Highways, a hard nut to crack for the Romanian Government

Highways, a hard nut to crack for the Romanian Government

 

By Daniel Stroe – Bucharest

The newly installed minister of Transport in the Romanian Government poured cold water on two widely expected highway projects but which the authorities have been dragging their feet over for years now, to the ire of transporters, exporters and citizens.

Speaking to Realitatea TV last night, Ioan Rus warned the Pitesti-Sibiu 116 km long highway, which connects the historical provinces of Wallachia and Transylvania across the Carpathians, will be a very expensive projects and it would take a lot of time to carry out.

The feasibility study will take one year and authorities will need an extra year for the technical project, Rus explained, arguing the Pitesti-Sibiu highway will be a “new Transfagarasan”, the 151 km cross-mountain road built by former communist dictator Nicolae Ceausescu in 1974. But Rus highlighted the highway is part of the Transport Master Plan the government is going to present late August. The highway will “eventually” be built, but the costs may reach 30 million Euros per kilometer since the thoroughfare crosses a mountainous area, the minister warned.

The Pitesti-Sibiu highway project pitted PM Victor Ponta against President Traian Basescu early this year after the latter warned foreign investors may withdraw from Romania due to lack of transport infrastructure. Romanian car making company Dacia, based in Pitesti and bought by French car maker Renault, has been pressing the Romanian Government to finish the Pitesti-Sibiu highway, arguing the lack of modern infrastructure hinders exports and at the same time raises the price of cars due to expensive transportation.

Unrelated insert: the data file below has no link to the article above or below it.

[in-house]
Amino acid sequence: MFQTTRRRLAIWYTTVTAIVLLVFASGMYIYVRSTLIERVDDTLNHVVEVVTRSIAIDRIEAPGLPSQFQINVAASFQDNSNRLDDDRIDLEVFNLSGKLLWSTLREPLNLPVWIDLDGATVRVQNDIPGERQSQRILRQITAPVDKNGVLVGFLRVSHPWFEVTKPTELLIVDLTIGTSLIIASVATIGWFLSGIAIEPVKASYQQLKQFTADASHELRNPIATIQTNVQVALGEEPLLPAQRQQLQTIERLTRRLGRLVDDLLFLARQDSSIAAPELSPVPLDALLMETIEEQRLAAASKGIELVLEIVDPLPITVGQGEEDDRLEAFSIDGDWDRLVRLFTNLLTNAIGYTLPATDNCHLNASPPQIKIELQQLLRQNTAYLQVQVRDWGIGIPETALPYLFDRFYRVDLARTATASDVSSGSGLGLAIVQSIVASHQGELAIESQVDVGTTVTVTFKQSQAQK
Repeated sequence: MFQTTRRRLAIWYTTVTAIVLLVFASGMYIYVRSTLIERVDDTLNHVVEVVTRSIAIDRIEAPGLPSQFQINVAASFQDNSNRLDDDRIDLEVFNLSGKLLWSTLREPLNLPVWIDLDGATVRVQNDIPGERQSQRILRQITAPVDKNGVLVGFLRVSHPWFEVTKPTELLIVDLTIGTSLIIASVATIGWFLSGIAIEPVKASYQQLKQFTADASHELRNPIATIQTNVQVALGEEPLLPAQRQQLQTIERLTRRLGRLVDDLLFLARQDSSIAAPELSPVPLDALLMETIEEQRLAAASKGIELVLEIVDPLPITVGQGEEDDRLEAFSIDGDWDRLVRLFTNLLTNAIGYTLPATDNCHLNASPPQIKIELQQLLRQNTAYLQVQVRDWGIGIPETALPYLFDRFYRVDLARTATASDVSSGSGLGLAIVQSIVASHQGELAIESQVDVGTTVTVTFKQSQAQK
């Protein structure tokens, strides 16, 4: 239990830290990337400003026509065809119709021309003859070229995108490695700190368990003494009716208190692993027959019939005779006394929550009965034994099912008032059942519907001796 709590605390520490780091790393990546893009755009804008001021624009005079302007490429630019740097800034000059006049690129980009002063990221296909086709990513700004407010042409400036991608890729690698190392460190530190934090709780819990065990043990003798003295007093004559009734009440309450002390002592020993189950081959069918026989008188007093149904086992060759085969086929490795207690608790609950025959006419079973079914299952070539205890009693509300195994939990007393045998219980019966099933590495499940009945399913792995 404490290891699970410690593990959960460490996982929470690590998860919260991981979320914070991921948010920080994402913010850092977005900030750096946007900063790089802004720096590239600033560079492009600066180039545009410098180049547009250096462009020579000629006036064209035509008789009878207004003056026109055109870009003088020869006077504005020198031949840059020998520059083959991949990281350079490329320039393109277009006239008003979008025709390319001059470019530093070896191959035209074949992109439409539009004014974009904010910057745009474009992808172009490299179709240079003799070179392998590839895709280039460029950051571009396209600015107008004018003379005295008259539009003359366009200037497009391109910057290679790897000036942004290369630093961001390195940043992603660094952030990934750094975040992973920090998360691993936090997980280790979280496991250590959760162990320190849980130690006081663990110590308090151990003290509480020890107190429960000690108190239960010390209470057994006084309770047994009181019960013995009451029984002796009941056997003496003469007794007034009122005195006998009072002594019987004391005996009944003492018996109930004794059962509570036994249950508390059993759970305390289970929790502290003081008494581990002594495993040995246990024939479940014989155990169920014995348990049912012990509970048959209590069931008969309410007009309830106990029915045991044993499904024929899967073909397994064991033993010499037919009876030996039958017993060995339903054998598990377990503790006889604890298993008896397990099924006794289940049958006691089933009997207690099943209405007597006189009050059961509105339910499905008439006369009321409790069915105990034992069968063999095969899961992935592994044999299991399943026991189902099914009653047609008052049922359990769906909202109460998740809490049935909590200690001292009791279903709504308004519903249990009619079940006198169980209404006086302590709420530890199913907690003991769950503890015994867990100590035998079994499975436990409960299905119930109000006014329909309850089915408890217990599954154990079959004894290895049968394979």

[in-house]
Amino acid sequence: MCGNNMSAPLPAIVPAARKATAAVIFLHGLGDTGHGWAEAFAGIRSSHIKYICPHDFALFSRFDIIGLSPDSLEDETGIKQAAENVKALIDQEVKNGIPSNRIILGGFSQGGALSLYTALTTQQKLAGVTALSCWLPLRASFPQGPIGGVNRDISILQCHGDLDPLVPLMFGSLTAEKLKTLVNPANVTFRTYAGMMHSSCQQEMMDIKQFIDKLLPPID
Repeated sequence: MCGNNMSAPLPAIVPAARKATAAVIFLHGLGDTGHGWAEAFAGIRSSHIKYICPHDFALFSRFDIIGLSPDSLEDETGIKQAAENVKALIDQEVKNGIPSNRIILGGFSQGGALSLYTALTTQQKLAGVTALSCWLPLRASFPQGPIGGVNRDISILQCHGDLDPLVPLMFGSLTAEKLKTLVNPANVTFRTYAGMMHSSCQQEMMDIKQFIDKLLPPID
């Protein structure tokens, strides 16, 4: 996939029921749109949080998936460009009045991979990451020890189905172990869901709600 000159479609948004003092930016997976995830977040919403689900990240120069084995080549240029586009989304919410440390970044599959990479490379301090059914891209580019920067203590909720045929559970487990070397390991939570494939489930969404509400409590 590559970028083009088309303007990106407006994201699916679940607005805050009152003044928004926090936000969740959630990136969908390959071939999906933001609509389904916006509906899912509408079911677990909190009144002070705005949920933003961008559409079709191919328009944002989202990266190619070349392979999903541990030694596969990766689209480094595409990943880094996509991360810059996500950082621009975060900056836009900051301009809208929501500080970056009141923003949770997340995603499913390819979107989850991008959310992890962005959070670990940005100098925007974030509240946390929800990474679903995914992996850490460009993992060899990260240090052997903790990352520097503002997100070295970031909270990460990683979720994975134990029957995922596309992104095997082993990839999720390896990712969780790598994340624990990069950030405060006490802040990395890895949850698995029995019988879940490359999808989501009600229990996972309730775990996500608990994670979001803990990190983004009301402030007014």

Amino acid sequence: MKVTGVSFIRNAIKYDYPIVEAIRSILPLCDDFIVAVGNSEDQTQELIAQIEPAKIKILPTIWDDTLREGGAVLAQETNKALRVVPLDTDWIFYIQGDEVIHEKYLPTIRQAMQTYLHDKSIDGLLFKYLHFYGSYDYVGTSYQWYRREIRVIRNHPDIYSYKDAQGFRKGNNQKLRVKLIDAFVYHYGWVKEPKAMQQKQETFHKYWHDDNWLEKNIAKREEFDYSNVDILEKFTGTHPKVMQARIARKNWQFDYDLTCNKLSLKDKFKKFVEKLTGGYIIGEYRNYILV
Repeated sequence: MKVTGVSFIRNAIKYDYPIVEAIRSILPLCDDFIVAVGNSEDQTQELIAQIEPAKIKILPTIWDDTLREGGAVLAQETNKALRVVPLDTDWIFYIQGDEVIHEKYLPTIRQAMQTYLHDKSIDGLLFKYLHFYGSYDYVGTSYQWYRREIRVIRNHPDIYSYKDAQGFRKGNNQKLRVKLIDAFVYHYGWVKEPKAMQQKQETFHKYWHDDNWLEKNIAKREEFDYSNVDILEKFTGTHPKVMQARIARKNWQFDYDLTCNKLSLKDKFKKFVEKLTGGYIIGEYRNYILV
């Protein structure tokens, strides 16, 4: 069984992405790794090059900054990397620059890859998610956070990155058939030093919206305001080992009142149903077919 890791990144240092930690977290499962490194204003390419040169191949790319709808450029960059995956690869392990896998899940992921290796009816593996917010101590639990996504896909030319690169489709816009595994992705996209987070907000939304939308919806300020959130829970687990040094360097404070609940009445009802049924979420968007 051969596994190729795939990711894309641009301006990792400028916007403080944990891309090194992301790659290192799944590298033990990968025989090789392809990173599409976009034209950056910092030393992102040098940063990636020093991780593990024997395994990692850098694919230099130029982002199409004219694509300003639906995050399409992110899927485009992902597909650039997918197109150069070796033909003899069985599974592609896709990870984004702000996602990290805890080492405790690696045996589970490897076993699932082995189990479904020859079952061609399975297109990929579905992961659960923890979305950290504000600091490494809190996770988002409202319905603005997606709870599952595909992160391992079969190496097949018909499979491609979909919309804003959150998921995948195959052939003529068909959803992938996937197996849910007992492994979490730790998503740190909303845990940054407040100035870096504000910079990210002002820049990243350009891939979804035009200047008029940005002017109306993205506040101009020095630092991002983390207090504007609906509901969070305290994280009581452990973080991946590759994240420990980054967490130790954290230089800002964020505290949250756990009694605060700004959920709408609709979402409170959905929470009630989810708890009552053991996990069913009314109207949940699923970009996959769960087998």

Dacia said 350 trucks transporting cars leave for or come from the Western border each day and a highway would save about 30 Euros per each car transported. The US car maker Ford, which has production facilities in Craiova, is also putting pressure on the Romanian authorities to expand the highway infrastructure.

Rus has even mentioned a new road may be built along this major transport route before the highway is over so that trucks and cars roll separately.

For the third time over the past seven years, the national road agency launched last month a new public tender for the feasibility study which established the route, technical details and the final costs.  In March, former Transport minister Dan Sova said the construction works at the Pitesti-Sibiu highway will start late 2015, with the costs assessed at about 3.2 billion Euros.

Another ditched project is the 53 km long  Comarnic-Brasov highway, also crossing the mountains along a major touristic route in Romania, the Prahova Valley. Even though a group of companies has been selected to build the highway, the companies cannot find sources of financing. A decision will be made this fall, Rus said, underlining “we either move on with project or we ditch it for good”.

Romania inaugurated about 115 kilometers of highway last year, with an overall functional sector reaching a little beyond 600 kilometers. More than 650 kilometers are under construction, about 100 kilometers being expected to be opened to traffic this year.